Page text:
Note 6: Showing off your finds

Everyone wants to show off their latest finds, or collections of prize objects. These outings' are probably the time when most harm can come to your finds. Here are some tips to avoid the worst types of damage:

  • When taking finds out of their packaging, do this sitting at a table with a soft covering so that, if anything drops, less damage is done and nothing is lost
  • Keep direct handling to a minimum; pass finds around for inspection resting on their packaging and preferably in a shallow container
  • It is good practice' to wear disposable gloves when you are handling finds directly this avoids salts and oils from your skin contaminating your finds, and corrosion from your finds getting on your hands.
  • It is safest not to eat, drink or smoke whilst working with your finds.
  • Finally, take care to see that any labelling kept with the find isn't misplaced during shows and outings.

Some of these problems are solved by using shallow plastic lidded trays with different sized compartments. These are available from detectorists' and other specialist suppliers. It's best not to use these for permanent storage of finds unless the materials they are made of are of archival quality.Many people like to mount their finds in box-frames, either to hang up or to take out to shows and meetings. Kept like this, the box-frame effectively becomes the permanent storage for these finds, so:

  • The materials the box-frame is made from should be of archival quality' materials or tarnishing and even corrosion may result.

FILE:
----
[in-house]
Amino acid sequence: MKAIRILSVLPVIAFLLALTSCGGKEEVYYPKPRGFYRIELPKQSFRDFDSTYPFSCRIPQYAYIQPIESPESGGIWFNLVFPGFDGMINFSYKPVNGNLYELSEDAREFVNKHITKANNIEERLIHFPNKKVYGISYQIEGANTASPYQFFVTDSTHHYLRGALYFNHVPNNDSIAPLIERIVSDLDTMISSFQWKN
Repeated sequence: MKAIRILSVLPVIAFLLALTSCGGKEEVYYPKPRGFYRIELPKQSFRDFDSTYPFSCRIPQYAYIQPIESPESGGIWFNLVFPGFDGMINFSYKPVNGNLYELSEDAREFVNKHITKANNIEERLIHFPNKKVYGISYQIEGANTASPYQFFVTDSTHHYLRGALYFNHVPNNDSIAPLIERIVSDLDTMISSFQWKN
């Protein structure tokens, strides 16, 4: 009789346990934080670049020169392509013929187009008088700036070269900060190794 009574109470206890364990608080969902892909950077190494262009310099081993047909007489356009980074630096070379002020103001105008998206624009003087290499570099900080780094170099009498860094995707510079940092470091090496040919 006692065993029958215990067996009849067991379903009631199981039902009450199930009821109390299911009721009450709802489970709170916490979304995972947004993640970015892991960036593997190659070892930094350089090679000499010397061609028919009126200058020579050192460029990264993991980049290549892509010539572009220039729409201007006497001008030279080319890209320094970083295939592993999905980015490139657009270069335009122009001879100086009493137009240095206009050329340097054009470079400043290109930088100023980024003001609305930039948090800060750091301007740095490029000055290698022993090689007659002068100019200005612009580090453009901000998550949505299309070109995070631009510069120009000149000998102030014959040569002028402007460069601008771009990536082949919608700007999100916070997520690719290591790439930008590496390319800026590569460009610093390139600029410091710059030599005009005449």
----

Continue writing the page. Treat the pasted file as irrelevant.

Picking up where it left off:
• Box-frames are not airtight, so only very stable objects that are not likely to corrode through the presence of moisture should be stored/displayed like this.
  • Because box-frames will be hung vertically, finds will need to be fixed in position. The best way is to line the frame with plastazote' (polyethylene) foam sheet of a thickness to fill the frame up to the glass. Mark out the shapes of the objects to be mounted, and cut out the shapes to the depth necessary to receive each item. You can also fasten objects in place using either nylon fishing line or plastic covered pins. Don't use blu-tak', modelling clays, tapes or adhesives, or any other type of plastic foam sheet.

Refer to Conservation for Metal Detectorists (see Further Reading) for more information on mounting techniques.

Labelling and recording

Everything in your collection should be labelled in some way, so you know when and where it was found. Here are some suggestions:

  • If your collection is stored in polythene grip-top bags as recommended, labelling can be on the white panels on the front of the bag
  • If you keep your objects in trays or box-frames, a label can be cut from Tyvek ® ' to go under the find
  • A neat way to keep a record is to catalogue your collection, either in a loose-leaf file or using a computer database.
  • Whichever you use, it is important to include a good photo or two. Then you can add notes on identification, find spot, conservation details, other examples etc. If you want to learn more, speak to your local FLO.

Your collection and the future..

Occasionally it is a good idea to think about what you would like to do with your collection in the long-term. As your interests develop and change, you may wish to dispose of parts of your collection. Also it might be worth thinking even further into the future, and consider how you would like to deal with your collection under the terms of your will. By selling, donating or bequeathing it to a museum, you would ensure that your collection would be kept together for others to enjoy and learn from. Your FLO will be happy to discuss these issues and offer you advice, in confidence. If you follow the advice in this booklet, you will have helped to preserve your collection in good condition for future generations.